The study of what happens to a body between death and recovery is known as forensic taphonomy. It mostly integrates archaeology and forensic science expertise. In many situations, anthropologists’ contributions to taphonomic evaluation are the most crucial. This is especially relevant when it comes to interpreting skeletal evidence in the case of foul play.
In other words, The study of fossilisation from organic remains is known as taphonomy. It includes searching at soft tissue changes, breakdown rates and patterns, the dispersion of bodily components, and the changes that happen to both soft tissues and bone.
Taphonomic analysis has recently emerged as a critical component of forensic anthropological investigation. In forensic contexts, the reconstruction of perimortem and postmortem processes, as well as the distinction of natural from human-induced trauma, are particularly important.
It is the study of the mechanisms through which organic remnants transfer from the biosphere into the lithosphere as a result of geological and biological processes, as described by Efremov in 1940. The study of the fossilisation process sparked interest in the area within palaeontology. Archaeologists later realised how important it was to understand taphonomic processes in order to correctly interpret human changes of biological materials.
Subfields of Forensic Taphonomy
Forensic Taphonomy is Divided into two Subfields:
1. Geotaphonomy and,
Geotaphonomy: Geotaphonomy is the study of how a person who buries a body affects the surrounding geological and botanical environment, as well as how the body itself affects the surrounding geological and botanical environment. Postmortem processes that geotaphonomists are particularly interested in include soil disturbances, tool mark impressions found along the walls of burial shafts, footprints at the bottom of graves, disruption of vegetative growth, modification of natural water courses and erosion patterns, and variations in the pH of proximate soil.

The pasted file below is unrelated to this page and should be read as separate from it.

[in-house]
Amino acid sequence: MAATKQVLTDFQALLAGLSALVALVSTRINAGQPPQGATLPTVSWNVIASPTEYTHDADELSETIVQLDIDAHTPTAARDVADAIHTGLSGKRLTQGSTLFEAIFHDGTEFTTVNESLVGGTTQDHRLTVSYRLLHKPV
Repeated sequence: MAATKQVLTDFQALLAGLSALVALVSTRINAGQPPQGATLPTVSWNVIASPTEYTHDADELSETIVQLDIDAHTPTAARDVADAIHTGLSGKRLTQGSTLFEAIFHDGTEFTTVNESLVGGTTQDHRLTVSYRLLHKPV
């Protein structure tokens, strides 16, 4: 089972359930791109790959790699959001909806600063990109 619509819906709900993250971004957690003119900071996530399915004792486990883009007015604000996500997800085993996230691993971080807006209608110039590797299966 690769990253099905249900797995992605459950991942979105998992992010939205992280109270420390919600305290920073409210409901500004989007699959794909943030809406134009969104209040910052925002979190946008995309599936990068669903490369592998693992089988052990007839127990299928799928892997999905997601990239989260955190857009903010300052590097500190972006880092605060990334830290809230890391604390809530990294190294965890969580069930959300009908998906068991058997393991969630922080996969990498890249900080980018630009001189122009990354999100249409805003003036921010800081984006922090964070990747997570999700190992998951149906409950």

Biotaphonomy: Biotaphonomists study the body’s remains to determine how the soft and hard tissues decomposed and were destroyed. Environmental (i.e. climate and animals), individual (i.e. age, health, and body mass), and cultural (i.e. funerary practises and autopsy processes) factors all affect biotaphonomic variables.
While pathology can assist in determining the cause of death, taphonomy can assist in determining what occurred to the remains before, during, or after death. To put it another way, you need to be able to tell which happened before death and which occurred after death in order to appropriately determine a cause of death.
In forensic anthropology, taphonomic interpretation has taken on a significant and distinctive role. In past environmental reconstruction, determination of postmortem interval, reconstruction of the sequence of postmortem events, and evaluation of trauma and pseudotrauma, taphonomic aspects must be taken into account.
All of these issues necessitate a thorough investigation of such remains by a forensic anthropologist:
• Weathering cracks might seem to be the same as those caused by blunt force impact.
• Spiral fractures can be induced by trampling and carnivore gnawing, which are comparable to those caused by foul play-related damage.
• Fungus can create a blackening of the bones that looks like it’s been burned.
• Sharp force damage might look a lot like carnivore tooth marks.
Factors that caused Taphonomic damage
Taphonomic damage is caused by a variety of factors:
• water transport,
• diagenic movement,
• Volcanic shockwave,
• Acid assault by roots,
• Release and breakup by bottomfast ice, and,
• Mineralization by ground water, etc.